binary protocol notes from the facebook hackathon
alexs at advfn.com
Wed Jul 11 16:34:20 UTC 2007
On 11 Jul 2007, at 16:35, Tres Seaver wrote:
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> marc at corky.net wrote:
>> Hi everyone,
>> I'm happy to see a nice and compact result with zero bloat. I'm also
>> happy you guys kept alignment within the request/response struct and
>> that would help performance.
>> I see byte ordering is mentioned twice; the length field both in the
>> request and response.
>> While network byte ordering (Big Endian) is traditionally the 'right'
>> thing to do (or the default thing to do), in most cases it's a minor
>> performance hit due to constant swapping. Since we're implementing a
>> binary protocol specifically to avoid/minimize minor performance hits
>> and since this is a brand new protocol I would recommend to keep all
>> values as Little Endian because:
>> - It's easier that all values are kept to a the same endianess;
> Heh, agreed. Any numeric value larger than one byte should be in
> network order, which removes the confusion. ;)
>> - Nowadays MOST (but obviously not all) servers are running little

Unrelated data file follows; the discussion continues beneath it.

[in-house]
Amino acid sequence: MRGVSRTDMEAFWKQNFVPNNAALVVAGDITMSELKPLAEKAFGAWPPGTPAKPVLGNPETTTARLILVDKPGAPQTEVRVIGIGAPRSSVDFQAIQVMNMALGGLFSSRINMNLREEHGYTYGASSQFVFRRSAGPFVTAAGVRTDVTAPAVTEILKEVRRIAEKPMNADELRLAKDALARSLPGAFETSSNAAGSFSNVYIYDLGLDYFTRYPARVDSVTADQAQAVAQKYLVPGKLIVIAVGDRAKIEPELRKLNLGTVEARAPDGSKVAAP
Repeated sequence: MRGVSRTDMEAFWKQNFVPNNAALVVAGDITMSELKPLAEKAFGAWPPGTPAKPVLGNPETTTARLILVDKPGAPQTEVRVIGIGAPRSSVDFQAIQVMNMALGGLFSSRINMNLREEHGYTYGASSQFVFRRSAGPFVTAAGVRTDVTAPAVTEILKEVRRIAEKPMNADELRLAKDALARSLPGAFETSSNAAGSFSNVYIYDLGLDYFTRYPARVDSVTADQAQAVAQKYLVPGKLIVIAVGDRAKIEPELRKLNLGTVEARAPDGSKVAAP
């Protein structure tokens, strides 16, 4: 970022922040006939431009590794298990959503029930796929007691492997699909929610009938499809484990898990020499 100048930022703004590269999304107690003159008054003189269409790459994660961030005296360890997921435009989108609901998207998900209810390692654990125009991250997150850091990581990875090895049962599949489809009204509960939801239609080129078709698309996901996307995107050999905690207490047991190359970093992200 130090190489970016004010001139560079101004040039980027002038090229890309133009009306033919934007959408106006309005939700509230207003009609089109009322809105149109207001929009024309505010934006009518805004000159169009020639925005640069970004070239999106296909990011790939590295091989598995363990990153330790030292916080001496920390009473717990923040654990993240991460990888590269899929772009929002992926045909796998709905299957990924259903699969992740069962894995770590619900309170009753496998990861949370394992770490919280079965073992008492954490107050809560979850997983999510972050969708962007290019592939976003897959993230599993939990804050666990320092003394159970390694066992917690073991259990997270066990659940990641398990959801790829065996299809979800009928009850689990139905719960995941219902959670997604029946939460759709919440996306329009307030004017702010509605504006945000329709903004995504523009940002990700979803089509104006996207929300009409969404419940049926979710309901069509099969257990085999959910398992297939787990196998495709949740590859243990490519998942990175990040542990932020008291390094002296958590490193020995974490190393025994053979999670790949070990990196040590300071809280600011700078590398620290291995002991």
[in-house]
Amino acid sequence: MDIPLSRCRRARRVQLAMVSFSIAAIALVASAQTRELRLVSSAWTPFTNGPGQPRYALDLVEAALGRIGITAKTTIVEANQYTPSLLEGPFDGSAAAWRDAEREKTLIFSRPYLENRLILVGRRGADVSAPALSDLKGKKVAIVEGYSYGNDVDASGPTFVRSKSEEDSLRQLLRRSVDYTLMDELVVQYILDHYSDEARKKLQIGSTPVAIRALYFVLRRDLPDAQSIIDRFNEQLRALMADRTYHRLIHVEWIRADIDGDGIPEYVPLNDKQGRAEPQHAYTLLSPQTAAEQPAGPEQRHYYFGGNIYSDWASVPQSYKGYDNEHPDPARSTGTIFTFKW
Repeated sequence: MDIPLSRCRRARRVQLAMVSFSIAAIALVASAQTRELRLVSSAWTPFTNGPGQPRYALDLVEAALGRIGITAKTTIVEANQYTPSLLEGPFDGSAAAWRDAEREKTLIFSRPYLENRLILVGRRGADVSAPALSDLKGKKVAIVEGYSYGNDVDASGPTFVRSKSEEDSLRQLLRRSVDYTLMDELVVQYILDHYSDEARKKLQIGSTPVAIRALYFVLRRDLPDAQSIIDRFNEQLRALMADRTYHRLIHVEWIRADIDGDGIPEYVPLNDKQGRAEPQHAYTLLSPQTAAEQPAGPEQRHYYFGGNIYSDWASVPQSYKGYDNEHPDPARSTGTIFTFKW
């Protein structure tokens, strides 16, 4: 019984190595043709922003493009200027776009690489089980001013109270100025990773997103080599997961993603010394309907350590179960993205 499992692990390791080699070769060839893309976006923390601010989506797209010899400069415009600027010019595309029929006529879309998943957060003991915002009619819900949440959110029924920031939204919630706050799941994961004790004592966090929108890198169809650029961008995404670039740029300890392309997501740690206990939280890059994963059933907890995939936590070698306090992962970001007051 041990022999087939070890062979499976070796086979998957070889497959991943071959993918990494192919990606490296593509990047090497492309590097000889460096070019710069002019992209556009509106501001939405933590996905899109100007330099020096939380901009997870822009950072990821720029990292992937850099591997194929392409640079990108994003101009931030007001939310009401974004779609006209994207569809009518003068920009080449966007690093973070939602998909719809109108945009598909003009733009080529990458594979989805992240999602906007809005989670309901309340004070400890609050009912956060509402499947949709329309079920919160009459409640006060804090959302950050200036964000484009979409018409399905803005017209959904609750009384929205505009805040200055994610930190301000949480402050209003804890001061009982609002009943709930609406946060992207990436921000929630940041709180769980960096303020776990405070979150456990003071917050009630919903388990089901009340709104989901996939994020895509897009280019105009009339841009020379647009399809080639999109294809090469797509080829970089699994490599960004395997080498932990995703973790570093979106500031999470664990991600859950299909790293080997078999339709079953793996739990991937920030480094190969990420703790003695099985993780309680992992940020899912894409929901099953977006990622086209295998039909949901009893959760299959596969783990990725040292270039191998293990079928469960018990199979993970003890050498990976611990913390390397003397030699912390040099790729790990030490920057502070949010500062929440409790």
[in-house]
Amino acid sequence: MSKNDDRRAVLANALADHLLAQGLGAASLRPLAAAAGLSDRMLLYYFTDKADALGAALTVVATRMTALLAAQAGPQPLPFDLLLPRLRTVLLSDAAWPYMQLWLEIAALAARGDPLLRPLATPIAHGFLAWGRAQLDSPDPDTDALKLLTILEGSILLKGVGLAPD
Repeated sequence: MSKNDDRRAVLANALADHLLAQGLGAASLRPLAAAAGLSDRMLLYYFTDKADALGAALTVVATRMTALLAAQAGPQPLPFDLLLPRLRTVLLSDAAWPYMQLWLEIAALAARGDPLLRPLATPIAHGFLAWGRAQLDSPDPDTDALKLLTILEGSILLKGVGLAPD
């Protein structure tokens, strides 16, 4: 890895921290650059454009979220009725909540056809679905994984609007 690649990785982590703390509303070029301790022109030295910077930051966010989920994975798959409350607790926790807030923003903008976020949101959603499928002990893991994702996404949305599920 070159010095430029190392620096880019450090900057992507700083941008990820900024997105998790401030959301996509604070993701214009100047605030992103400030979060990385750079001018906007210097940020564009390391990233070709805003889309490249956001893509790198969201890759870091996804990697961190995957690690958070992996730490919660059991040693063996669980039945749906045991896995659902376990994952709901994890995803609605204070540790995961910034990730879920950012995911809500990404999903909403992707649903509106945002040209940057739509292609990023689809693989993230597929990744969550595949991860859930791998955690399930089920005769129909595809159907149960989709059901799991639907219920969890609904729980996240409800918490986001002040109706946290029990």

>> endian. So this saves byte swapping for most people's cases and
>> thus a
>> few cycles are spared on each request -- isn't that the whole
>> point? ;)
> - -1. Burden of proof is on those wanting host order to show
> overhead on real workloads.
It's 1 single extra instruction (BSWAP) to convert each multibyte
value. So the overhead is rather low.
My quick benchmark on this managed to do 20,000,000,000 htonls()
(implemented as BSWAP) in 0.88 seconds.
On one hand it's almost no performance hit, on the other,
intentionally adding any performance penalty seems like a bad call.
It would make implementation somewhat simpler to only support network
ordering, and supporting both orders is probably not going to be
justified the performance gains, which I imagine will be close to 0.
+1 for network ordering only. (And I'm an Intel user ;)
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